Oh, Canada

About a year ago, my grandma received a disturbing phone call. It was my brother, calling her from Canada to report that he had gone for a bachelor party weekend and wound up arrested for possession of drugs. He needed my Grandma’s help and was too embarrassed to tell his girlfriend Kellie, as she would be pissed. He could not tell Mom, or myself for various reasons. Could she help him out? He needed a couple of grand – immediately – to bail him out of jail. Perhaps you can see where this is going.

My Gram was scammed, scammed scammed. She lay terrified all night, worried about my brother. She drove first thing the next morning to her bank, where she proceeded to take out $2,300 and FedEx it immediately to a Canadian address. Whaaaattt?!?!

My normally level headed Gram was baited incredibly well by this scammer. He sounded like my brother, he knew all of our family members names, and he sold her a convincing story. Had my Gram happened to check with me, she would have realized that I had spoken with and physically saw Brett twenty minutes before her peculiar call. He had borrowed my car as his was in the shop. Definitely not in Canada.

Gram was embarrassed but the next day asked how Brett was doing and reluctantly told the story to my mother and myself. My Mom was incredulous, but sent my Dad to work calling Fed Ex in a furious attempt to get the money returned. My Gram got extremely lucky and she had a happy ending. She actually did receive back her funds, but only because my Mom acted so quickly. And just dumb luck FedEx was able to locate the package. It still took almost 6 months to get her money returned to her. Crazy business.

Once we learned she would get her money back, I had to laugh or I would cry for her. The guy called back several times afterwards still trying to scam money somehow or other, but Gram had learned her lesson and cursed him out over the phone. Apparently this sort of “grandparent scheme” is a very common thing. The real kicker was the local police could not do much because since Grandma was getting her money back, there was “not really a crime”. Okay, then.

It is scary to think that someone could get the info of someone who is so….off the grid. My Gram is no technology genius, and has trouble working her VCR. Elderly people often find themselves the target of financial scams. It was just SO CREEPY that this dude had all of our info, sister, girlfriend, my Mom, etc. AND he sounded like Brett, too, or at least close enough that Gram had difficulty telling the difference.

I am not oblivious to the fact that this info is actually pretty easy to come by online these days, but it is super weird when it happens to you in real life. In addition to the “grandparent scheme”, there are others frequently used to target the elderly. If you have an elderly relative or friend who has been targeted, or to learn how to help protect against this type of fraud, check out some of these great resources. Even if the local police are unable to help such as in my Gram’s case, there are other avenues through which to report, and help to track and try to stop these horrible people from hurting others.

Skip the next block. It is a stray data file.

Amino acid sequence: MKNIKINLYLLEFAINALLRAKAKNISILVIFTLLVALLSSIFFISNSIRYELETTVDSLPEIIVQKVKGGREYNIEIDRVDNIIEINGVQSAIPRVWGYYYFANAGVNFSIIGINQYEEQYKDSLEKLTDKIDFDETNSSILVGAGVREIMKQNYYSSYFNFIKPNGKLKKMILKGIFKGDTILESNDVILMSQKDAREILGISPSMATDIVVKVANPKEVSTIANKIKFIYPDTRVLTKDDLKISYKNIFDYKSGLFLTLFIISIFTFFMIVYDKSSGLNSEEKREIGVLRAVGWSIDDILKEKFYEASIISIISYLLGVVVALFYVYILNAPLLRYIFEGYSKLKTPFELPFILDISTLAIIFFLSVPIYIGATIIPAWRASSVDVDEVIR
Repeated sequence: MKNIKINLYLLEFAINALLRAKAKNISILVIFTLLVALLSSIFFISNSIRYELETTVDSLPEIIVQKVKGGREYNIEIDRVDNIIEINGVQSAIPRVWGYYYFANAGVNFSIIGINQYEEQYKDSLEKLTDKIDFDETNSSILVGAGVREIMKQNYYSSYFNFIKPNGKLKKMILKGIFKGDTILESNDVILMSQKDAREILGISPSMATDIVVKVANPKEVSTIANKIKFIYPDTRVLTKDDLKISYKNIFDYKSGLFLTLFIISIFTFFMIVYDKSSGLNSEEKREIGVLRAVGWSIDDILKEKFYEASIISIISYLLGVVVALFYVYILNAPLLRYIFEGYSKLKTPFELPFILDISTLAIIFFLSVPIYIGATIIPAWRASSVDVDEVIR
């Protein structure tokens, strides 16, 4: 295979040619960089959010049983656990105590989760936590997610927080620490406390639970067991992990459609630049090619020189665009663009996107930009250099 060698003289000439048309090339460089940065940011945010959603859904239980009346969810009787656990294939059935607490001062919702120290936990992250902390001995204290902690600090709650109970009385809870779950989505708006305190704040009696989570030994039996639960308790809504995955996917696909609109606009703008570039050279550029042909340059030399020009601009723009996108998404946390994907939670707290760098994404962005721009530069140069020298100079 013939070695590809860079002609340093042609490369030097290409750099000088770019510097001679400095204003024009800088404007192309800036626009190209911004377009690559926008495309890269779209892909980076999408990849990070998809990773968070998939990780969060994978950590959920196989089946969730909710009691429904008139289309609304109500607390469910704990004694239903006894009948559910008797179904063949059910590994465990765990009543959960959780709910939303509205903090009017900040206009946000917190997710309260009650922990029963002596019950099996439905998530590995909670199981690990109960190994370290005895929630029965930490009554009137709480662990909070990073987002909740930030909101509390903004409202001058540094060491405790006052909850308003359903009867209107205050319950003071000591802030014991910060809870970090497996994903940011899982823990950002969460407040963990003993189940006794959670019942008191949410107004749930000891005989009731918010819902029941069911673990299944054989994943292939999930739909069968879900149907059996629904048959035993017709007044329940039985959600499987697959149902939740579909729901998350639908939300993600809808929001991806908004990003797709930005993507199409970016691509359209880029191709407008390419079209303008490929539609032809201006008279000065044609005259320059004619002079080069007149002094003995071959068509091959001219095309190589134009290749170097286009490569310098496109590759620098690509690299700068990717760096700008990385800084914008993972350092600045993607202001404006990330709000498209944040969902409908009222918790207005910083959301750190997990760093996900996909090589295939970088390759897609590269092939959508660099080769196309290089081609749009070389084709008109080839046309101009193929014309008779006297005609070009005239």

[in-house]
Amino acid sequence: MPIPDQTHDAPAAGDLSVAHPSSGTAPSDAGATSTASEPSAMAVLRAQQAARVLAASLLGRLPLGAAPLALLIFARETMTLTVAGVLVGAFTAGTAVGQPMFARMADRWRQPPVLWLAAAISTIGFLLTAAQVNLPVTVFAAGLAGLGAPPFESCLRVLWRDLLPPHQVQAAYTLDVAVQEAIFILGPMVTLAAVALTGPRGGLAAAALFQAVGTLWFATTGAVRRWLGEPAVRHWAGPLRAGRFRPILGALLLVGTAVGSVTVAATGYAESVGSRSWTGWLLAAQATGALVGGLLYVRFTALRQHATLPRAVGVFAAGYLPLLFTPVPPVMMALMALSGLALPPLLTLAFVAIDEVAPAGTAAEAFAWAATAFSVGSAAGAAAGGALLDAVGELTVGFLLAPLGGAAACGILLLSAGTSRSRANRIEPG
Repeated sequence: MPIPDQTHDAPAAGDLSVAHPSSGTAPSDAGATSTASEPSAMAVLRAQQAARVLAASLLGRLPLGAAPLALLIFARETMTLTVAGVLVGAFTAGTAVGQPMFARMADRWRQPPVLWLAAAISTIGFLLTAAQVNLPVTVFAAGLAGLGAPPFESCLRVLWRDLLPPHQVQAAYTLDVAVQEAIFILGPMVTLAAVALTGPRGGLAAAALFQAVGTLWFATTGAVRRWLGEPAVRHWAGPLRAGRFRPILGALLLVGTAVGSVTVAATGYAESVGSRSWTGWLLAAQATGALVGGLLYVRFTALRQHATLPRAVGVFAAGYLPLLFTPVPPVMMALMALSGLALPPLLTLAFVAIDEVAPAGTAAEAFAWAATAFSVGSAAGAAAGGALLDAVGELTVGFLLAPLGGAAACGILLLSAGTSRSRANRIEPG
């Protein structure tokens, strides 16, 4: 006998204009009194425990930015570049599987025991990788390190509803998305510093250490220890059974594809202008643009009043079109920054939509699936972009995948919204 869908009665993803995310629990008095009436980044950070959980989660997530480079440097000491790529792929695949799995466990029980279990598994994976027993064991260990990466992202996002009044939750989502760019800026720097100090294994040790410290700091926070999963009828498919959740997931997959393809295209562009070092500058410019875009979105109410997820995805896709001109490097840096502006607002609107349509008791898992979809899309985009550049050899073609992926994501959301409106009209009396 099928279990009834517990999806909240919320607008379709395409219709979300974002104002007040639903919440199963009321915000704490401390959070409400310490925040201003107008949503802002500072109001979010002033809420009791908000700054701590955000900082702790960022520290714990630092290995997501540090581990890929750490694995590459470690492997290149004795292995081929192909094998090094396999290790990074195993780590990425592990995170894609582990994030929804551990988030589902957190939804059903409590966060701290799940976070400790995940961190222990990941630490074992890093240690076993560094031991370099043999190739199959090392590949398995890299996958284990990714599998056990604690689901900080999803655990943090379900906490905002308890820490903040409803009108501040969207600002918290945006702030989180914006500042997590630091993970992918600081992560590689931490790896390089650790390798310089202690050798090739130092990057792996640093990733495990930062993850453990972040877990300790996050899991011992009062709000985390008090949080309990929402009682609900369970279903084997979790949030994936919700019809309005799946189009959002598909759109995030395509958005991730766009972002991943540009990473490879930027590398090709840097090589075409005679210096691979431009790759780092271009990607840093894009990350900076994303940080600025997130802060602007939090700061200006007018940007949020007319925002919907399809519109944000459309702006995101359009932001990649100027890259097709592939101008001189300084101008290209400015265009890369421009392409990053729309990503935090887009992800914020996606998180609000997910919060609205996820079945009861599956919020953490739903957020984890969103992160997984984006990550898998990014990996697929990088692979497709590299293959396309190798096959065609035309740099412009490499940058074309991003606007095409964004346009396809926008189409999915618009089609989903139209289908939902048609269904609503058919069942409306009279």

I urge you to talk with your elderly family members frequently, and check out the tips for preventing this from ever happening to your own loved ones at these great resources:

 

Report Fraud and Senior Scams With Help From ElderWatch – AARP

https://www.aarp.org/aarp-foundation/our-work/income/elderwatch/report-fraud/

Top 10 Financial Scams Targeting Seniors

https://www.ncoa.org/economic-security/money-management/scams-security/top-10-scams-targeting-seniors/

8 Tips For How Seniors Can Protect Themselves From Money Scams

https://www.ncoa.org/economic-security/money-management/scams-security/protection-from-scams/

Elderly Fraud Scams – How They’re Being Targeted and How To Prevent It

http://www.acfe.com/fraud-examiner.aspx?id=4294997223

 

My Gram has a wonderful sense of humor and despite being incredibly embarrassed at the time, she has learned her lesson. I called her about a month after the fiasco, saying I was in Mexico and could really use about 1,000 bucks. She laughed her butt off and said, “Carls, you wish!” I teased her that I would be purchasing her a Canada ornament that Christmas, and she laughed again, “You’d better not, you little shit.” Love you too, Gram. See, the thing is: I can mess with my Gram, but NOT YOU, SCAMMER ASSHOLES. I take comfort in knowing that this time, this one scammer dude’s craptastic attempt was thwarted. Still scary to think it is most likely happening again to another grammy, somewhere else in the world right now.

Please report if you experience a scam, and do your part to try to prevent your loved one from becoming one of the senior statistics.

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